Just one problem - how do you delete something? There doesn't seem to be a special 'owner' token - just the same URL that you have to hand out to viewers... (OK, not the exact same URL, but it's trivial to map back from the jpg image URL to the main acknowlegement page - http://aycu06.webshots.com/image/XXXXX/YYYYYYY_rs.jpg -> http://allyoucanupload.webshots.com/b/YYYYYY ) so even retrofitting a 'delete' option on the master page is not a possibility for tokens already handed out!

Also if images are not viewed for a long time, are they deleted? If they are, what about people who *want* archival storage of seldom-read images (for example my computer history project has about 4Gb of large bitmap scans of historical material - for which this site would make ideal online storage)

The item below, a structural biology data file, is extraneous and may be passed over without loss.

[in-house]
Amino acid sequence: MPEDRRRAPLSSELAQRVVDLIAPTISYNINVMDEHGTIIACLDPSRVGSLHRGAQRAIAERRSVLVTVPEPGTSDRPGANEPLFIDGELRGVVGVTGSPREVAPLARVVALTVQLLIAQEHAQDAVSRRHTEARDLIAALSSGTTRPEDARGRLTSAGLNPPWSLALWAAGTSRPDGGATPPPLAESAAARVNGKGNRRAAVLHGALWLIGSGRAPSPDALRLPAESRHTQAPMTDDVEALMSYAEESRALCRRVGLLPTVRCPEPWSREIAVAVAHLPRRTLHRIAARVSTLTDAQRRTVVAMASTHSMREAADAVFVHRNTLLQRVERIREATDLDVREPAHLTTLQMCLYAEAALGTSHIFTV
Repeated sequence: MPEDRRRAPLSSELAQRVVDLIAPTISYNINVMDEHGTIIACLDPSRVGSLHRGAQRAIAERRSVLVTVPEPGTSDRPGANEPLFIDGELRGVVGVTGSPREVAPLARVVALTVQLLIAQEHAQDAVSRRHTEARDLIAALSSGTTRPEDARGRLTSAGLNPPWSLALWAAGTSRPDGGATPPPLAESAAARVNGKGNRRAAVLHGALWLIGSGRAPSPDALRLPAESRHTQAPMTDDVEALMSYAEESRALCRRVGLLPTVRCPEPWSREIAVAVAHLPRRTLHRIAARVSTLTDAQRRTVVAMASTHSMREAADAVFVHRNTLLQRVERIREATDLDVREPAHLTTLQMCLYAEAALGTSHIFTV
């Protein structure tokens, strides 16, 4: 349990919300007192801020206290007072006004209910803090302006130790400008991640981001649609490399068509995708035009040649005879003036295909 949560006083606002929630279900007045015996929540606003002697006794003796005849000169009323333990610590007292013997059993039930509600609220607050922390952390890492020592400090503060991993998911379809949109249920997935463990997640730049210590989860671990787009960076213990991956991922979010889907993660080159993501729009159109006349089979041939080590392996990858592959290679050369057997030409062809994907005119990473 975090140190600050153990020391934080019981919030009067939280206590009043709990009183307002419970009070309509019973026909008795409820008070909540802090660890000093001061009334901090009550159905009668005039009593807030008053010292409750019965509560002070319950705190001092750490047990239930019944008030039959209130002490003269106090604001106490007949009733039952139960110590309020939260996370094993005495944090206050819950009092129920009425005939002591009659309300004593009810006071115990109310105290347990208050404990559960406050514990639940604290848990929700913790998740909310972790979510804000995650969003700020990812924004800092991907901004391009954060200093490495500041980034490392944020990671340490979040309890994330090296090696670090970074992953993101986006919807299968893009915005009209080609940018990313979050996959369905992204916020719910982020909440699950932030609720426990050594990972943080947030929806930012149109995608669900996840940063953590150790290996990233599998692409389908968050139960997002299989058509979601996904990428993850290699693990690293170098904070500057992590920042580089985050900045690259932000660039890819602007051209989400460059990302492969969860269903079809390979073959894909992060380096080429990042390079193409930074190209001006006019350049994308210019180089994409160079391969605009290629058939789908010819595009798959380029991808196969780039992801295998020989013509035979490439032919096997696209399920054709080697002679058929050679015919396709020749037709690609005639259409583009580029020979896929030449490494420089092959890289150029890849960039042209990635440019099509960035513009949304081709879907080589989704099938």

If someone loses their URL, is their image out there in limbo forever? There seems to be no way to find them. Even a search by IP and/or date would be a start. Are they garbage collected - or do you just grow your disk space indefinitely?

What about takedown notices? Illegal content? People using steganography to use the unlimited storage as file storage? You probably don't even need stego to store files in the images - I bet there's room in the JPEG info/comment fields.

If you think that's unlikely, look at how soon someone hacked up a file-system interface using emails stored on GMail!

This service seems like a great hack by programmers, but I suspect that once the suits realise what you've done, it's not going to be such an open system as it is now... I bet the anonymity is the first thing to go.